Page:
By DAVID RAINER, Alabama Department of Conservation and Natural Resources
Already the largest in the nation if not the world, Alabama’s artificial reef zones recently got even larger with the addition of 110 square miles of Gulf of Mexico bottom.
As part of an overall $8.135 million expansion of the Alabama Artificial Reef Program, the Alabama Department of Conservation and Natural Resources, Marine Resources Division (MRD) recently received authorization of two additional permit areas from the U.S. Army Corps of Engineers.
Craig Newton, MRD’s Artificial Reef Coordinator, said the grants from the National Fish and Wildlife Foundation’s Gulf Environmental Benefit Fund, established with criminal fines after the Deepwater Horizon Oil Spill, will also allow MRD to deploy artificial reefs in both nearshore and offshore reef zones.
“We have expanded the 6- to 9-mile reef zone,” Newton said. “Originally, we had about 30 square miles in that reef zone. We’re expanding by 23 square miles near Gulf Shores and Fort Morgan and another 24-square-mile area offshore of Orange Beach that is between 8 and 15 miles offshore.”
The largest of the new reef zones is between 13 and 25 miles south of Dauphin Island and adds 63 square miles for the 110-square-mile total of new water bottom for constructing artificial reefs.
The approval of the new zones was a lengthy, comprehensive process to ensure historical resources and artifacts were not impacted by the new reef zones. The cost associated with the permitting process was $742,000.
“We had to do bottom surveys that were required by the National Historical Preservation Act to ensure that cultural resources are not compromised,” Newton said. “These cultural resources could be shipwrecks, Civil War artifacts and areas that early inhabitants used as campsites or mounds thousands of years ago.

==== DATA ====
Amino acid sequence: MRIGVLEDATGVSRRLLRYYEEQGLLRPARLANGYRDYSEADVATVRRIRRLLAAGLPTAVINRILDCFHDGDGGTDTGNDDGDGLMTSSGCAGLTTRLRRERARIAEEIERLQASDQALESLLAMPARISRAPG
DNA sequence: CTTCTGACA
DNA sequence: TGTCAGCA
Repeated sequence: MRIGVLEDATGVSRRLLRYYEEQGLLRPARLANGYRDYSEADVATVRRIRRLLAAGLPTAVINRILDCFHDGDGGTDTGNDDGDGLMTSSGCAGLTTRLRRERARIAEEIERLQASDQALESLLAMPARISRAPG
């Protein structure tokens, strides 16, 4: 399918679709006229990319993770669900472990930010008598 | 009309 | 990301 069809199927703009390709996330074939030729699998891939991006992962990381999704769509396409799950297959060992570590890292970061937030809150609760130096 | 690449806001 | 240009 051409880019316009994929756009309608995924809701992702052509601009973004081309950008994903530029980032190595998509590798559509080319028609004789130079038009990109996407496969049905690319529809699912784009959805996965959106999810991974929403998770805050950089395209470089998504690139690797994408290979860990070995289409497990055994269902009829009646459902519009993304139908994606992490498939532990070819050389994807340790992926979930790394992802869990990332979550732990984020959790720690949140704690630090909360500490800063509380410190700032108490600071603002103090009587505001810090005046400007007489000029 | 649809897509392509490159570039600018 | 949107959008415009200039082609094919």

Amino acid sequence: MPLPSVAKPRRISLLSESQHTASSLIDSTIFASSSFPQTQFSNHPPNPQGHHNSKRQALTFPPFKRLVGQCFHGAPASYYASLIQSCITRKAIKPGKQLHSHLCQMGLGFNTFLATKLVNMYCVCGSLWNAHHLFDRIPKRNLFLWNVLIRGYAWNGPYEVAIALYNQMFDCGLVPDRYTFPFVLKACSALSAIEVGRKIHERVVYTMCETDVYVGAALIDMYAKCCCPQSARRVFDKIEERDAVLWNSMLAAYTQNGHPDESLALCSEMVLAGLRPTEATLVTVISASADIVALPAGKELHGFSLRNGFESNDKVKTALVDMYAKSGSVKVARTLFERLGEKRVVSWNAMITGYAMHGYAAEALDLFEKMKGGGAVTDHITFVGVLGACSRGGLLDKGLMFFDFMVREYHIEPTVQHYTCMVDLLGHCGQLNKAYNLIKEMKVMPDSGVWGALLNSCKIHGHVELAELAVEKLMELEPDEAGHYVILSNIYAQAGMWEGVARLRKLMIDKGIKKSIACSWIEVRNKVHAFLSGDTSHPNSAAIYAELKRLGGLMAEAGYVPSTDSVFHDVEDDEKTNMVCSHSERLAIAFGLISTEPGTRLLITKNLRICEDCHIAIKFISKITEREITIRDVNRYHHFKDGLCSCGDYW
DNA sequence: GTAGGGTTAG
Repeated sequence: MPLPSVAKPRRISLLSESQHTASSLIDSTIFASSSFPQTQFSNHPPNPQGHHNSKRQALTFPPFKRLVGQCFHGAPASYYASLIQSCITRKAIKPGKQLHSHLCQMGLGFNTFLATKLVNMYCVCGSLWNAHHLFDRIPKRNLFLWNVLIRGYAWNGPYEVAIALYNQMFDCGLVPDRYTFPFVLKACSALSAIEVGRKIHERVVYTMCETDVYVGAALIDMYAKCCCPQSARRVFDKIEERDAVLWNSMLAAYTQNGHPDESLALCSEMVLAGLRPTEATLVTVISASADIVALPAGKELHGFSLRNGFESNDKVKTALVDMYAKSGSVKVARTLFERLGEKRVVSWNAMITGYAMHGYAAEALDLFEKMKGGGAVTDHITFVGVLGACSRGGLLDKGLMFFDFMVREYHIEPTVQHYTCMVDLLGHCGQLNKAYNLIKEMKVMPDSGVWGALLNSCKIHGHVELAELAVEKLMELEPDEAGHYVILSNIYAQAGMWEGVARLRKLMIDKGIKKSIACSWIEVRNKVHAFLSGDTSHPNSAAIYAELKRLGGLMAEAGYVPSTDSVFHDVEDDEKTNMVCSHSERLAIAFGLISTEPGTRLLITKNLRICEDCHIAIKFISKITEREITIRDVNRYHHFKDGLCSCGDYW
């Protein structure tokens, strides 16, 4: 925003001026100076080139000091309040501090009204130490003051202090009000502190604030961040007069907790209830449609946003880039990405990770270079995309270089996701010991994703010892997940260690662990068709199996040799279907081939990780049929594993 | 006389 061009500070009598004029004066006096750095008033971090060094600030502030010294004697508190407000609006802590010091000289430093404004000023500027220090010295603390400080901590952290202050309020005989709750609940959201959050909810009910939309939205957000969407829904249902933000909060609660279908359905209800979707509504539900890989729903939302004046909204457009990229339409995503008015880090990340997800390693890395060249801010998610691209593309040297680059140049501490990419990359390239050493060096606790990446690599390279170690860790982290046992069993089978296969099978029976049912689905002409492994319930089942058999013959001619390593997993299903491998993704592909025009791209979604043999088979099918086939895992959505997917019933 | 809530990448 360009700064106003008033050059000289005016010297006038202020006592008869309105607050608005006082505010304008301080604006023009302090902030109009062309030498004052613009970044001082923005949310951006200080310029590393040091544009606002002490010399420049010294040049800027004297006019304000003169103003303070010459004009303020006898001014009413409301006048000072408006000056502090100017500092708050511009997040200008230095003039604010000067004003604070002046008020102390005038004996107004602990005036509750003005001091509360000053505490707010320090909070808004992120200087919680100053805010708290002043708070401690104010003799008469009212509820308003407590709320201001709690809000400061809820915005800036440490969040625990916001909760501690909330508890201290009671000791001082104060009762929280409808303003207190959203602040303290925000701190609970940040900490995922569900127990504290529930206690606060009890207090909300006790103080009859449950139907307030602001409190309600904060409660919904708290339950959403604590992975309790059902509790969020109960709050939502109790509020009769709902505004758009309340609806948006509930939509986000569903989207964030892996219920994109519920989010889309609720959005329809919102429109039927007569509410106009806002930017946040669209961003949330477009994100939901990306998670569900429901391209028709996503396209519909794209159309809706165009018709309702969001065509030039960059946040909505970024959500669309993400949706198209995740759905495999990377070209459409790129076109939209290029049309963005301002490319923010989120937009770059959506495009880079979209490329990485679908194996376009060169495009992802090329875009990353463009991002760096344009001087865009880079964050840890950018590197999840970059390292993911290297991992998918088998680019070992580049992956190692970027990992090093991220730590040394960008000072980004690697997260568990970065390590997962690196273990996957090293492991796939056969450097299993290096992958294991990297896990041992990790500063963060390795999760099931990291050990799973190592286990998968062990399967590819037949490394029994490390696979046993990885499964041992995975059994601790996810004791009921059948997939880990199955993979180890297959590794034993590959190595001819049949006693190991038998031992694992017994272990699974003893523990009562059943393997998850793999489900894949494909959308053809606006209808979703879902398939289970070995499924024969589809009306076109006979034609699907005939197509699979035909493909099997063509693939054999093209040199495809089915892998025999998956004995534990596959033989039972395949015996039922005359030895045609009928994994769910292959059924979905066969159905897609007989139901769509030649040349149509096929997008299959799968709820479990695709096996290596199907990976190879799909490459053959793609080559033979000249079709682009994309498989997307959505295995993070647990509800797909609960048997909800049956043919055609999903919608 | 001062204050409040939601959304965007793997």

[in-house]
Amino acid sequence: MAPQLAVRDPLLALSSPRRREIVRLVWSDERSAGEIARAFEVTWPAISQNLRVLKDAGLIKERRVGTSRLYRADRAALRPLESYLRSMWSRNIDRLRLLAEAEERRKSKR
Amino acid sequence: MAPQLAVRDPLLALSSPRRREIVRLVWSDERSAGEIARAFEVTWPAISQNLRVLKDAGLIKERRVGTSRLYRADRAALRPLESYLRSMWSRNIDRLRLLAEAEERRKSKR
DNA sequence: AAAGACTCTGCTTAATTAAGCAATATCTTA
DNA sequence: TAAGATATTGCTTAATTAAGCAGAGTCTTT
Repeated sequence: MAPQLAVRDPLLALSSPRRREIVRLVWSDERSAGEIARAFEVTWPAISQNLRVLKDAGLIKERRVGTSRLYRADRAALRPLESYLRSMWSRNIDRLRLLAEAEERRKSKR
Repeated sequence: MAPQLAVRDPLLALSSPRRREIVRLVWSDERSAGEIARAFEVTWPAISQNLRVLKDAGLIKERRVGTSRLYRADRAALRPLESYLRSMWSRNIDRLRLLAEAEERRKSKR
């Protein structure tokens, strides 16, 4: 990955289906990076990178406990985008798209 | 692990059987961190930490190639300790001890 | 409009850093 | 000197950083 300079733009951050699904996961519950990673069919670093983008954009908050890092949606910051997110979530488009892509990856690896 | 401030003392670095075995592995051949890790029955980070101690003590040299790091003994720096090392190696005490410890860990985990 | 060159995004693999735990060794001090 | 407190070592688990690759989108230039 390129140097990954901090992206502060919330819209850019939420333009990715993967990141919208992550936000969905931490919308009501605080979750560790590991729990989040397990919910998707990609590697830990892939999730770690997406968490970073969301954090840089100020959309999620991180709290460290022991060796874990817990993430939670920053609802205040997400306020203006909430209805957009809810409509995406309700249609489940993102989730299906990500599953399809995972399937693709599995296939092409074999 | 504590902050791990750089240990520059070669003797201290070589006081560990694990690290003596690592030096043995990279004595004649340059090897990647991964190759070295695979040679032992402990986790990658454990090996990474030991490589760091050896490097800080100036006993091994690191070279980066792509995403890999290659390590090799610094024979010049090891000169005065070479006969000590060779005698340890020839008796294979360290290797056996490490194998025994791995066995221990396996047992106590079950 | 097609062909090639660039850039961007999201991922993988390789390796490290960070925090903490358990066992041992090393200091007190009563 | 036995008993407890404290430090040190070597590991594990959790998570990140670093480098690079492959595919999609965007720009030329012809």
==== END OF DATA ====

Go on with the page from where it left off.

“During eras of sea level transgressions, water bottoms near the Alabama coast would have been exposed. The sub-bottom profiler (scanning equipment) data actually identifies natural levees of bayous, rivers and creek banks where early inhabitants would have made campsites and used for hunting grounds thousands of years ago.
“The surveys identified a handful of areas we have to avoid, but generally didn’t find anything of cultural significance. Ultimately, it resulted in 110 square miles of water bottom being authorized by the Corps of Engineers.”
With permits in hand and contracts executed, MRD started deploying artificial reefs in the new reef zones on July 30, 2021.
Newton said in the 6- to 9-mile reef zones a total of 1,203 juvenile reef fish shelters will be deployed at numerous locations with 3 to 10 shelters per reef site as part of a $2.4 million contract. The modules are 4.5-foot-diameter concrete discs placed on a pedestal and embedded in a concrete slab. Each module will have four discs.
“Our monitoring and research have shown that these type modules are extremely effective for providing habitat for juvenile reef fish, particularly gray triggerfish,” he said. “Young red snapper, gray snapper and lane snapper will also use these structures. Since we have been deploying a significant amount of adult-size reef structures, we felt that adding these juvenile structures will help facilitate the recruitment of juveniles to the larger reefs farther offshore. It increases the juvenile reef fish habitat that we have offshore of Alabama.”